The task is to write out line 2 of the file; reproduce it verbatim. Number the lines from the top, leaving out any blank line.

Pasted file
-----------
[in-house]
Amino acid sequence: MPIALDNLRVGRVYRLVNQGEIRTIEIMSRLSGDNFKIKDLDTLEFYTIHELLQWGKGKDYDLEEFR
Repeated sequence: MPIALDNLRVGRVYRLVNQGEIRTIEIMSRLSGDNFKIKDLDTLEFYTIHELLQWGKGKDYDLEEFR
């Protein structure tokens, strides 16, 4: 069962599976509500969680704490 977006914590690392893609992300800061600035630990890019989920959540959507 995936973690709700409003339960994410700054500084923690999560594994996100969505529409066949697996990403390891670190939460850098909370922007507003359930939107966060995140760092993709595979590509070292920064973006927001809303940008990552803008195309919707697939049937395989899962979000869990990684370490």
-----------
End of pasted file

Amino acid sequence: MPIALDNLRVGRVYRLVNQGEIRTIEIMSRLSGDNFKIKDLDTLEFYTIHELLQWGKGKDYDLEEFR